Regional transit networks like EMTSC are not new to Canada, Brodhead said, giving examples such as Metrolinx in Ontario, and the Victoria Regional Transit Commission in Victoria, B.C.
"The governance model is well understood, it's just new to the Edmonton region," Brodhead said.
Critics of the EMTSC, like St. Albert Coun. Sheena Hughes, have long had concerns St. Albert's participation in the regional network was going to present higher costs for the city, and the existing transit ridership numbers weren't enough to justify additional investment.
"I was very concerned that this was going to become a money pit that we had no control over," Hughes said in an interview on Nov. 18.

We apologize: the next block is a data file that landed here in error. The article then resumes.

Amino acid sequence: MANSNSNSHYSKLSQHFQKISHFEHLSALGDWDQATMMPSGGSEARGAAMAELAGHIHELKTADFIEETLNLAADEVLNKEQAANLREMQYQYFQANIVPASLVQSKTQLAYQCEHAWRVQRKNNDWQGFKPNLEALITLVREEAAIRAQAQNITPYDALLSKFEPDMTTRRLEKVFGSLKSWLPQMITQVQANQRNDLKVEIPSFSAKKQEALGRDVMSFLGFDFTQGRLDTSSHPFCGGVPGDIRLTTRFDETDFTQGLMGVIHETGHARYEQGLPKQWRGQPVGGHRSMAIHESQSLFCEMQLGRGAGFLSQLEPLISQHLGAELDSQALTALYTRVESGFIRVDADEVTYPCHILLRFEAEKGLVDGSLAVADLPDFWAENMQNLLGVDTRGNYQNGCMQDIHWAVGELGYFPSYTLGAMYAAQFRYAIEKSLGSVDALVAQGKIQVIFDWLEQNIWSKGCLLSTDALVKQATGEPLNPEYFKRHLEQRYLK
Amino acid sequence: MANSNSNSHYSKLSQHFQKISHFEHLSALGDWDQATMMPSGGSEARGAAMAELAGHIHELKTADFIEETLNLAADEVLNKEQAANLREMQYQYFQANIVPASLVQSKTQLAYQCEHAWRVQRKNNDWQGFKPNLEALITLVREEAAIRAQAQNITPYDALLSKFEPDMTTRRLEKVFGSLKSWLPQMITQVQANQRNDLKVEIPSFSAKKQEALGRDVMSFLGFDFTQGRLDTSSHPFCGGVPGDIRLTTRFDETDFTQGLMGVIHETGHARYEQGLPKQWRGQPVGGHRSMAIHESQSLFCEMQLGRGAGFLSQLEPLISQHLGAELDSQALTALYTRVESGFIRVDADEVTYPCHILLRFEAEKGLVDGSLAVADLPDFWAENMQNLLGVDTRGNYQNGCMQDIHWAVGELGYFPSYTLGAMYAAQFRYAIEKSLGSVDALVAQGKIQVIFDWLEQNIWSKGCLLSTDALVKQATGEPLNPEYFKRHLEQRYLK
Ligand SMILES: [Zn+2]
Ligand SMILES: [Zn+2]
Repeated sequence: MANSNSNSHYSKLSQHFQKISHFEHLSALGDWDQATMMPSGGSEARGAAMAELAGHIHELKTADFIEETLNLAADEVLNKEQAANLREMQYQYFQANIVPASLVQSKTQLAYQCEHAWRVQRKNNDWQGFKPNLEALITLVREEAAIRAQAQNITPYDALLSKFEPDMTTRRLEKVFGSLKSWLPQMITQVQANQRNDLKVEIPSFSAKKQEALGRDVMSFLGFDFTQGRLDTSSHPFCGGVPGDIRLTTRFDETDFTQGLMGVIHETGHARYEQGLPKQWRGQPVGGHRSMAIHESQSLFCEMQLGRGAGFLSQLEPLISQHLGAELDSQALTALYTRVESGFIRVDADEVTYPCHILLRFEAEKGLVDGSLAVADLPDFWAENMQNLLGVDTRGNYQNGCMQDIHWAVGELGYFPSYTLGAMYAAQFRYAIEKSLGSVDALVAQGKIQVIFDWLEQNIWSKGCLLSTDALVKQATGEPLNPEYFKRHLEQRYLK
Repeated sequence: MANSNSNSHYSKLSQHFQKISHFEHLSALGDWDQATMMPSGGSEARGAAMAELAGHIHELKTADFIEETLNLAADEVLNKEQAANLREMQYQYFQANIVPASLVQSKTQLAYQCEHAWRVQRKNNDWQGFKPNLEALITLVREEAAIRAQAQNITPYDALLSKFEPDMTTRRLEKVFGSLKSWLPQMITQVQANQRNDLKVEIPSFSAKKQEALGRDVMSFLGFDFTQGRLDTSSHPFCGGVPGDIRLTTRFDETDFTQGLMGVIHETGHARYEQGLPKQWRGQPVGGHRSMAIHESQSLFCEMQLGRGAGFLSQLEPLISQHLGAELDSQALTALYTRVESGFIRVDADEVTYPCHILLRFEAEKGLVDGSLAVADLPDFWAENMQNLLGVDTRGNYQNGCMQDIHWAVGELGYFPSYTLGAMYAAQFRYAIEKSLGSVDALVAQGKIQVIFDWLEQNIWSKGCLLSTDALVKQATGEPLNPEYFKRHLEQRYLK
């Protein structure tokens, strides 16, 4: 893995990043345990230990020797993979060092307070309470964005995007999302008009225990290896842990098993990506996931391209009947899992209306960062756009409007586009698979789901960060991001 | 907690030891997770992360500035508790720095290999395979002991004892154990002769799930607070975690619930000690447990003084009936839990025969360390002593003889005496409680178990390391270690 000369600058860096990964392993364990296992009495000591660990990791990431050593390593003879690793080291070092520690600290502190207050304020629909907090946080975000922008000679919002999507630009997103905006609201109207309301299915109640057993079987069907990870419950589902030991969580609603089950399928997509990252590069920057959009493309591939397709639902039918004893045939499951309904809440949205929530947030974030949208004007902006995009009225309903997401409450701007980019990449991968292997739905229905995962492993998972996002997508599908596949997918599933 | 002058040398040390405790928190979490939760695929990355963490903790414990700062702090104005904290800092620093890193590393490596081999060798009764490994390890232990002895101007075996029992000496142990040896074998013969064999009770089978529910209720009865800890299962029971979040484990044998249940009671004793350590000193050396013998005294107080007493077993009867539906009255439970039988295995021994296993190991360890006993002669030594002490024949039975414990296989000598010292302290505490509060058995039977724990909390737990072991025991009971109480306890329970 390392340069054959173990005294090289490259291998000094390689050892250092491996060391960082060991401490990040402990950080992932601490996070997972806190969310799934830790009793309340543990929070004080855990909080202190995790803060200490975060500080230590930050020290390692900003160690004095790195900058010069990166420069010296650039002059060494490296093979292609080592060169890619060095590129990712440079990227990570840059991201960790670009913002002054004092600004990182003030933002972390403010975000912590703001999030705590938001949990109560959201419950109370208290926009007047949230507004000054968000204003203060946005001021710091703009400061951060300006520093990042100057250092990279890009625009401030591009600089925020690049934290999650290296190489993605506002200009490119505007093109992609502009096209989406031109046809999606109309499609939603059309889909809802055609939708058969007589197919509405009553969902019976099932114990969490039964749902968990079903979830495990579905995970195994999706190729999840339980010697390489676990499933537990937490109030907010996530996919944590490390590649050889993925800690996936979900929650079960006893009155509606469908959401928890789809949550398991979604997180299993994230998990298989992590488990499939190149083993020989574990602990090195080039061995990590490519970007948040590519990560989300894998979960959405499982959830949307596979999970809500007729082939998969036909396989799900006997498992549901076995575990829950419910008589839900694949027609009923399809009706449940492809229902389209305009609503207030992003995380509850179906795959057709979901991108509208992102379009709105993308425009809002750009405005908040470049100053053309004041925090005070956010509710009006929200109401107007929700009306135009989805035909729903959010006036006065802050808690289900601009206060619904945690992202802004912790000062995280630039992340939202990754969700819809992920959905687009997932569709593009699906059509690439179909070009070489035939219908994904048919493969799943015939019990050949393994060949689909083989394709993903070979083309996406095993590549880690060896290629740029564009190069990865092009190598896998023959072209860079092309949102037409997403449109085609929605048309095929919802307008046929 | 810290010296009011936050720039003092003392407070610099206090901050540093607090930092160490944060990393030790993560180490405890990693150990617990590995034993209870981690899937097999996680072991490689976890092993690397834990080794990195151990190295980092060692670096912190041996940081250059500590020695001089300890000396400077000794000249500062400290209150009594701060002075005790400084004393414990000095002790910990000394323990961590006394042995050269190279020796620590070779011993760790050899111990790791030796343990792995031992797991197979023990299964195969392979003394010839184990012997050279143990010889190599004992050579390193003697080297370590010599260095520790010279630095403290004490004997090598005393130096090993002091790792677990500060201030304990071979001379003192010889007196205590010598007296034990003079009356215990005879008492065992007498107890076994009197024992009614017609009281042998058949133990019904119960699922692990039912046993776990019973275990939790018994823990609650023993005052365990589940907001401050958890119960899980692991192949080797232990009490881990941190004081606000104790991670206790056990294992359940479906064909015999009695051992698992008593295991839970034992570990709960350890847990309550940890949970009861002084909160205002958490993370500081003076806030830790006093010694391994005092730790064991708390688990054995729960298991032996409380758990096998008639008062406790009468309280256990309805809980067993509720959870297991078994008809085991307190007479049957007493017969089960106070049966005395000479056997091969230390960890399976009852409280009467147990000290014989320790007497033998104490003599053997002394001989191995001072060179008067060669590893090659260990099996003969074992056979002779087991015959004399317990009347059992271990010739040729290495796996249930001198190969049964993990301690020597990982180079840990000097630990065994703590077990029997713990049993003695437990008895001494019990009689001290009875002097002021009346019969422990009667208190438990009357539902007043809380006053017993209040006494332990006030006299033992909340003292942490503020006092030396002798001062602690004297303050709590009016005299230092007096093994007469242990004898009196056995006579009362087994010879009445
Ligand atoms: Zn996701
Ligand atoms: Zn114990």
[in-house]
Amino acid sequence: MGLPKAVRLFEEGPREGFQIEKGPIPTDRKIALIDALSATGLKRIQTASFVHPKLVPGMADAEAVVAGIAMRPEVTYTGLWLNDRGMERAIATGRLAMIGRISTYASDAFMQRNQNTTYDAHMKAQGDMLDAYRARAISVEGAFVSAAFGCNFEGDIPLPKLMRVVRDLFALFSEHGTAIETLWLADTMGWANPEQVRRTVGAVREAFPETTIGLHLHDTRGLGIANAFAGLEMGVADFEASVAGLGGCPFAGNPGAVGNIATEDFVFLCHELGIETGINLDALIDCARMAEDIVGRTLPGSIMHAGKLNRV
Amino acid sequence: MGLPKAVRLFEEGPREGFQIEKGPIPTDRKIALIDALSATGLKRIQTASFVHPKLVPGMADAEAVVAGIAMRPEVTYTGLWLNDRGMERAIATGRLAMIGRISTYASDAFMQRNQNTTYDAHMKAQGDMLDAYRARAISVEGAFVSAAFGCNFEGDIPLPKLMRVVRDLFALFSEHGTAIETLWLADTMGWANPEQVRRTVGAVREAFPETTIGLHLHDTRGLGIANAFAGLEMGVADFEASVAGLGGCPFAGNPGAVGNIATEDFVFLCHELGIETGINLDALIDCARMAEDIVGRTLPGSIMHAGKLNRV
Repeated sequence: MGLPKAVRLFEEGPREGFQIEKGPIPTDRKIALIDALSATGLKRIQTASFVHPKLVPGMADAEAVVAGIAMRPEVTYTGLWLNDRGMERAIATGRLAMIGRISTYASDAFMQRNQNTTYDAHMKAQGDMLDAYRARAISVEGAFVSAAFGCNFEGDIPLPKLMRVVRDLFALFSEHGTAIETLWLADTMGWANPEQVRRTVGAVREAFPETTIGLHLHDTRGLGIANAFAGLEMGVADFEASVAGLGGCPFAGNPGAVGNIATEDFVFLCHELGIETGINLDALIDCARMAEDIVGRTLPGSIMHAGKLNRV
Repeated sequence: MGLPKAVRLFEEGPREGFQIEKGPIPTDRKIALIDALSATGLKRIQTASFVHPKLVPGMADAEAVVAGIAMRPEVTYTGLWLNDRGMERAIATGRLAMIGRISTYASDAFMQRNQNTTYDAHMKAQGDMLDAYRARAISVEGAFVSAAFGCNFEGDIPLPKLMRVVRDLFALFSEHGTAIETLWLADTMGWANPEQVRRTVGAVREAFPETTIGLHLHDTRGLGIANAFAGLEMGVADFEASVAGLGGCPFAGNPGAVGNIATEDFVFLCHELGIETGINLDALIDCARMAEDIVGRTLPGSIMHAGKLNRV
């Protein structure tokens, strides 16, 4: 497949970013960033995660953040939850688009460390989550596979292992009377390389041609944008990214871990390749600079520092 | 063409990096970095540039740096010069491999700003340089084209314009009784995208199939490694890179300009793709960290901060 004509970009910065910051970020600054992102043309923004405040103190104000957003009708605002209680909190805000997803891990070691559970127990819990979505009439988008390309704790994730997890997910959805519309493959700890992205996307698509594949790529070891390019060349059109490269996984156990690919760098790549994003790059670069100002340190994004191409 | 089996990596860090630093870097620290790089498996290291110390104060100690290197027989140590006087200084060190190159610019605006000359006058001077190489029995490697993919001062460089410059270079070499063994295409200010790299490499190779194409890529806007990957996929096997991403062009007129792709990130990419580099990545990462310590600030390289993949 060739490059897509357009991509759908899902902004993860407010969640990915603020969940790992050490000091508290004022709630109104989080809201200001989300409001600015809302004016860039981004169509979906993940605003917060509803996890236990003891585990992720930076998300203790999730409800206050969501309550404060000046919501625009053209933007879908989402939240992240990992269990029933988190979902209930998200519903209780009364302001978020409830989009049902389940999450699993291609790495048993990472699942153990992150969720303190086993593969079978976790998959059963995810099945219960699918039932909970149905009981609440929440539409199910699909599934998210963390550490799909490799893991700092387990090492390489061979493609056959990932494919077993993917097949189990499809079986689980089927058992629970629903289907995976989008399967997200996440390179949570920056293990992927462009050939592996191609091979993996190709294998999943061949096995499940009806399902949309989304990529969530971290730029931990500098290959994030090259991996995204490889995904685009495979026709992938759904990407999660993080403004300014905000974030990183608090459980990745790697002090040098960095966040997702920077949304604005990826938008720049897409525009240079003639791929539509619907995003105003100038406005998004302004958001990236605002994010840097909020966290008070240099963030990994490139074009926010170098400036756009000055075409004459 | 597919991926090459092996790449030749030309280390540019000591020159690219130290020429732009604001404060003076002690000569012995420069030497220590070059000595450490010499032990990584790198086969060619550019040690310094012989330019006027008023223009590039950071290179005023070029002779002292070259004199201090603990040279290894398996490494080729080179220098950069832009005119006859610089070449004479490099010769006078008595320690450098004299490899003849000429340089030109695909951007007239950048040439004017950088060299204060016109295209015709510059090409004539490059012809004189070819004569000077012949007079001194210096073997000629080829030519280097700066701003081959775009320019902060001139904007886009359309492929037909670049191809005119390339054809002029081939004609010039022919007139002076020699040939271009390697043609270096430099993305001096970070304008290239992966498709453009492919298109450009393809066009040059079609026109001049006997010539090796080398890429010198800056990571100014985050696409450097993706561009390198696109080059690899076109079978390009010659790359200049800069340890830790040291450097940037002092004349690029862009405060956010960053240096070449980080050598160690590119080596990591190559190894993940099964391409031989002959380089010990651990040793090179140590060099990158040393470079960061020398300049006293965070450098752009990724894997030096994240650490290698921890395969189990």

"I thought that it might take a year or two to show how this is actually going to cost us way more than anticipated. But in reality, this is showing that the commission is not even open for business yet and we're paying almost $1.5 million more."
Hughes also said that part of her concern is the commission's original business case from 2020 included ridership expectations that were not impacted by COVID-19. However, in June 2020, the commission published an addendum to the business case that states, "the impact the current COVID-19 pandemic has had on the movement of people within the region due to public health and safety requirements should be acknowledged, including the financial consequences to municipalities from reduced ridership."
"However, the creation of [the EMTSC] would represent a long-term decision that could prepare and benefit municipalities for decades to come and not just over the next two to three years."